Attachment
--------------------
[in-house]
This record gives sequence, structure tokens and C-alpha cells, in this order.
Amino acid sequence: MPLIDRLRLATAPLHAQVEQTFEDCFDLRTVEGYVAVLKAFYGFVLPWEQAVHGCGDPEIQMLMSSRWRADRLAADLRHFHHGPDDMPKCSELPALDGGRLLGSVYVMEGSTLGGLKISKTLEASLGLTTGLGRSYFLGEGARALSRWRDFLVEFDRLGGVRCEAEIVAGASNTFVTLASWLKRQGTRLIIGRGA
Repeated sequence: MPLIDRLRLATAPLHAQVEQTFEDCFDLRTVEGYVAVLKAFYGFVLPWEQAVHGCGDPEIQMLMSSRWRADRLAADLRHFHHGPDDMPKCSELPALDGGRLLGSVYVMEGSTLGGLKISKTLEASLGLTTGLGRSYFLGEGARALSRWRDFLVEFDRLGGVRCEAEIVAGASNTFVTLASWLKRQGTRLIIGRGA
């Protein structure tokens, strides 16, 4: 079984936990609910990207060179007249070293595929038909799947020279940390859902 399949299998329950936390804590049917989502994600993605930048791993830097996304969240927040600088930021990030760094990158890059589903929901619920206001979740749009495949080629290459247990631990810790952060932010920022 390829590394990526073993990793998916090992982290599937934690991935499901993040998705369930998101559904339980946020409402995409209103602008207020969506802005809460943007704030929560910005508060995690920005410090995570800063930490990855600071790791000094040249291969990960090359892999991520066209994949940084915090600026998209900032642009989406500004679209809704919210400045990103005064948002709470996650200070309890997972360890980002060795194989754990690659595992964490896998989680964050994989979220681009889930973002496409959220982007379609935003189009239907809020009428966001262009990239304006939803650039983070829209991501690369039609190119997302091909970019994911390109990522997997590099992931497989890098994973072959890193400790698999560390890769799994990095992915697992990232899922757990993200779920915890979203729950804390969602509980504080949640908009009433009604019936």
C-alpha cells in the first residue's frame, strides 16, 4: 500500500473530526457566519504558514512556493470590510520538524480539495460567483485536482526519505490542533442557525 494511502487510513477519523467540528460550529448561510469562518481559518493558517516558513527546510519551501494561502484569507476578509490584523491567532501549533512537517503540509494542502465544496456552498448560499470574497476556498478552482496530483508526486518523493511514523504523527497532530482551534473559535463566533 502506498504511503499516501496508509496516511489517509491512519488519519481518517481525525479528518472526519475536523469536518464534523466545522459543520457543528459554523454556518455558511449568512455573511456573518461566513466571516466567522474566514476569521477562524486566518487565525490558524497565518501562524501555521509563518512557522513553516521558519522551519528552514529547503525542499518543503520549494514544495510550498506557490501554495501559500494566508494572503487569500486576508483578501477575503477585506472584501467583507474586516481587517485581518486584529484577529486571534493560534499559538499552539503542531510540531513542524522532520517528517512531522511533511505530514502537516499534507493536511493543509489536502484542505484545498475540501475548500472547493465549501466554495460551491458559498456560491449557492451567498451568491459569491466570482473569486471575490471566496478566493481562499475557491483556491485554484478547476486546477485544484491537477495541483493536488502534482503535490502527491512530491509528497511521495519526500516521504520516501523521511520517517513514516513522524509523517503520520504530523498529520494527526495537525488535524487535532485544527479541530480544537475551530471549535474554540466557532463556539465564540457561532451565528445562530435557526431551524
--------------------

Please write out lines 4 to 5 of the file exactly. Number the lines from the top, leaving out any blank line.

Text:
Repeated sequence: MPLIDRLRLATAPLHAQVEQTFEDCFDLRTVEGYVAVLKAFYGFVLPWEQAVHGCGDPEIQMLMSSRWRADRLAADLRHFHHGPDDMPKCSELPALDGGRLLGSVYVMEGSTLGGLKISKTLEASLGLTTGLGRSYFLGEGARALSRWRDFLVEFDRLGGVRCEAEIVAGASNTFVTLASWLKRQGTRLIIGRGA
């Protein structure tokens, strides 16, 4: 079984936990609910990207060179007249070293595929038909799947020279940390859902 399949299998329950936390804590049917989502994600993605930048791993830097996304969240927040600088930021990030760094990158890059589903929901619920206001979740749009495949080629290459247990631990810790952060932010920022 390829590394990526073993990793998916090992982290599937934690991935499901993040998705369930998101559904339980946020409402995409209103602008207020969506802005809460943007704030929560910005508060995690920005410090995570800063930490990855600071790791000094040249291969990960090359892999991520066209994949940084915090600026998209900032642009989406500004679209809704919210400045990103005064948002709470996650200070309890997972360890980002060795194989754990690659595992964490896998989680964050994989979220681009889930973002496409959220982007379609935003189009239907809020009428966001262009990239304006939803650039983070829209991501690369039609190119997302091909970019994911390109990522997997590099992931497989890098994973072959890193400790698999560390890769799994990095992915697992990232899922757990993200779920915890979203729950804390969602509980504080949640908009009433009604019936």